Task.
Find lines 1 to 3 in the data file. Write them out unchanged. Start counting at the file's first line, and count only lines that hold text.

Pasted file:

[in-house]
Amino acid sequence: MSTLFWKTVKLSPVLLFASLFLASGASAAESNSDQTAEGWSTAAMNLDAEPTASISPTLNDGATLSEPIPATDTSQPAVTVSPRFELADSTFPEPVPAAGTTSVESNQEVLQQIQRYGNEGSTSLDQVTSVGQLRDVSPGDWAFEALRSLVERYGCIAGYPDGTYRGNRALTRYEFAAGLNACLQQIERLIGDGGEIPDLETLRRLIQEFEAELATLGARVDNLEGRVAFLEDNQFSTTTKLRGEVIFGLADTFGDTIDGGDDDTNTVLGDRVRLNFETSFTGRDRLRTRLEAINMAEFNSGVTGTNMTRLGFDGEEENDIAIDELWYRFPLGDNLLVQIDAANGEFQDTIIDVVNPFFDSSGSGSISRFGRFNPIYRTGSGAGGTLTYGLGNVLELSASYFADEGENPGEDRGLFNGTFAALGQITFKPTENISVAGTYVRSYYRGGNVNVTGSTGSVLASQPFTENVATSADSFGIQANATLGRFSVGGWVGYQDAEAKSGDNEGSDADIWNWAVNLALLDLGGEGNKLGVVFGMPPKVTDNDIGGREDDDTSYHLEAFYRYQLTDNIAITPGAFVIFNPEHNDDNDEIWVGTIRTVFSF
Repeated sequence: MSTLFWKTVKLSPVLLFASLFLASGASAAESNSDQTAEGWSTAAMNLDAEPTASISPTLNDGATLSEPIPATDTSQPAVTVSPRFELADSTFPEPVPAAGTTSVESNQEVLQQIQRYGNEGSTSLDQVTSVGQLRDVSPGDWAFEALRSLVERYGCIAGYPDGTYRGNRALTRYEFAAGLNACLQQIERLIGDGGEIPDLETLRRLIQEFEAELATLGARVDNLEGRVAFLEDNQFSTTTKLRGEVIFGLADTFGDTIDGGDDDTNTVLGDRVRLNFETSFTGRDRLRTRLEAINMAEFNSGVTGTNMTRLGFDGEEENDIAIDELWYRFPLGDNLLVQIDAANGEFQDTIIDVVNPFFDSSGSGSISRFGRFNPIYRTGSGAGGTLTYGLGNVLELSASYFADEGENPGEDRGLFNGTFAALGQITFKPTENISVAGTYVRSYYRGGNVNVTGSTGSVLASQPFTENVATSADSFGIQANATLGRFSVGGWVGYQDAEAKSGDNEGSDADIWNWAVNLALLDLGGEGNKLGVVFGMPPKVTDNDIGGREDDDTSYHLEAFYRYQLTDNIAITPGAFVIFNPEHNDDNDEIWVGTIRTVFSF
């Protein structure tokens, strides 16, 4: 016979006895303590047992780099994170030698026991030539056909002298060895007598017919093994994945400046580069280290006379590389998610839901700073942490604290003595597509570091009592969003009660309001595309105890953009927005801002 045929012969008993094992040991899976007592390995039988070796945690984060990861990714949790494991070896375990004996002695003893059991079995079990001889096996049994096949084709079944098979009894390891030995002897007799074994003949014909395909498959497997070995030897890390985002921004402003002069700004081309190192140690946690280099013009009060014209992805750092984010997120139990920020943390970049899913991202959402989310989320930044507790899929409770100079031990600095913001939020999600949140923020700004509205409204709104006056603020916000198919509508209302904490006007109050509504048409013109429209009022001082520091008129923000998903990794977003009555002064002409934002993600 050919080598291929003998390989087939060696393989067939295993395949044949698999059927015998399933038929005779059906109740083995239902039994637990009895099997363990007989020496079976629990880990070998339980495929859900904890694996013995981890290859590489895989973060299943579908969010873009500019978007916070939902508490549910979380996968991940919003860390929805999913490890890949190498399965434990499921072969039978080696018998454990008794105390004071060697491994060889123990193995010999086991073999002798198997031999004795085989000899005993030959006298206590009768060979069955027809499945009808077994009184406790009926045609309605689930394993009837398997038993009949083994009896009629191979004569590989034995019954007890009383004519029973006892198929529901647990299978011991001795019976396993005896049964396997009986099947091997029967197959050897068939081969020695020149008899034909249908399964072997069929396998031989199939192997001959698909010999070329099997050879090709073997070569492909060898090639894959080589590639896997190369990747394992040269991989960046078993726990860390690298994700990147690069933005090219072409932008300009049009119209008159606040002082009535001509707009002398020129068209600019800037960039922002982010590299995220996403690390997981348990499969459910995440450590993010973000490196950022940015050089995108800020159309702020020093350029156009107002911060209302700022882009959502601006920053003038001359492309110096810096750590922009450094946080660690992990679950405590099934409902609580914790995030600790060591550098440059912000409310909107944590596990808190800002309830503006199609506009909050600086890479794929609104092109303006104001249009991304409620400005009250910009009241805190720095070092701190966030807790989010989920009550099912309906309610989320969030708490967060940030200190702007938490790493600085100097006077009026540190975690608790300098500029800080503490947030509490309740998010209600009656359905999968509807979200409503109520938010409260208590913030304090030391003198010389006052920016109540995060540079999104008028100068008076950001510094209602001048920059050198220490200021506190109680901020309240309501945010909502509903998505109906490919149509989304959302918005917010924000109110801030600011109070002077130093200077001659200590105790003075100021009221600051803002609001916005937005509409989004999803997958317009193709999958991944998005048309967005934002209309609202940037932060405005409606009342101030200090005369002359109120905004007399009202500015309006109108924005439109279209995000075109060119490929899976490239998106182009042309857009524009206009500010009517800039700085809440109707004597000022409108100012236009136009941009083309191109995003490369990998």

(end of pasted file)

[in-house]
Amino acid sequence: MSTLFWKTVKLSPVLLFASLFLASGASAAESNSDQTAEGWSTAAMNLDAEPTASISPTLNDGATLSEPIPATDTSQPAVTVSPRFELADSTFPEPVPAAGTTSVESNQEVLQQIQRYGNEGSTSLDQVTSVGQLRDVSPGDWAFEALRSLVERYGCIAGYPDGTYRGNRALTRYEFAAGLNACLQQIERLIGDGGEIPDLETLRRLIQEFEAELATLGARVDNLEGRVAFLEDNQFSTTTKLRGEVIFGLADTFGDTIDGGDDDTNTVLGDRVRLNFETSFTGRDRLRTRLEAINMAEFNSGVTGTNMTRLGFDGEEENDIAIDELWYRFPLGDNLLVQIDAANGEFQDTIIDVVNPFFDSSGSGSISRFGRFNPIYRTGSGAGGTLTYGLGNVLELSASYFADEGENPGEDRGLFNGTFAALGQITFKPTENISVAGTYVRSYYRGGNVNVTGSTGSVLASQPFTENVATSADSFGIQANATLGRFSVGGWVGYQDAEAKSGDNEGSDADIWNWAVNLALLDLGGEGNKLGVVFGMPPKVTDNDIGGREDDDTSYHLEAFYRYQLTDNIAITPGAFVIFNPEHNDDNDEIWVGTIRTVFSF
Repeated sequence: MSTLFWKTVKLSPVLLFASLFLASGASAAESNSDQTAEGWSTAAMNLDAEPTASISPTLNDGATLSEPIPATDTSQPAVTVSPRFELADSTFPEPVPAAGTTSVESNQEVLQQIQRYGNEGSTSLDQVTSVGQLRDVSPGDWAFEALRSLVERYGCIAGYPDGTYRGNRALTRYEFAAGLNACLQQIERLIGDGGEIPDLETLRRLIQEFEAELATLGARVDNLEGRVAFLEDNQFSTTTKLRGEVIFGLADTFGDTIDGGDDDTNTVLGDRVRLNFETSFTGRDRLRTRLEAINMAEFNSGVTGTNMTRLGFDGEEENDIAIDELWYRFPLGDNLLVQIDAANGEFQDTIIDVVNPFFDSSGSGSISRFGRFNPIYRTGSGAGGTLTYGLGNVLELSASYFADEGENPGEDRGLFNGTFAALGQITFKPTENISVAGTYVRSYYRGGNVNVTGSTGSVLASQPFTENVATSADSFGIQANATLGRFSVGGWVGYQDAEAKSGDNEGSDADIWNWAVNLALLDLGGEGNKLGVVFGMPPKVTDNDIGGREDDDTSYHLEAFYRYQLTDNIAITPGAFVIFNPEHNDDNDEIWVGTIRTVFSF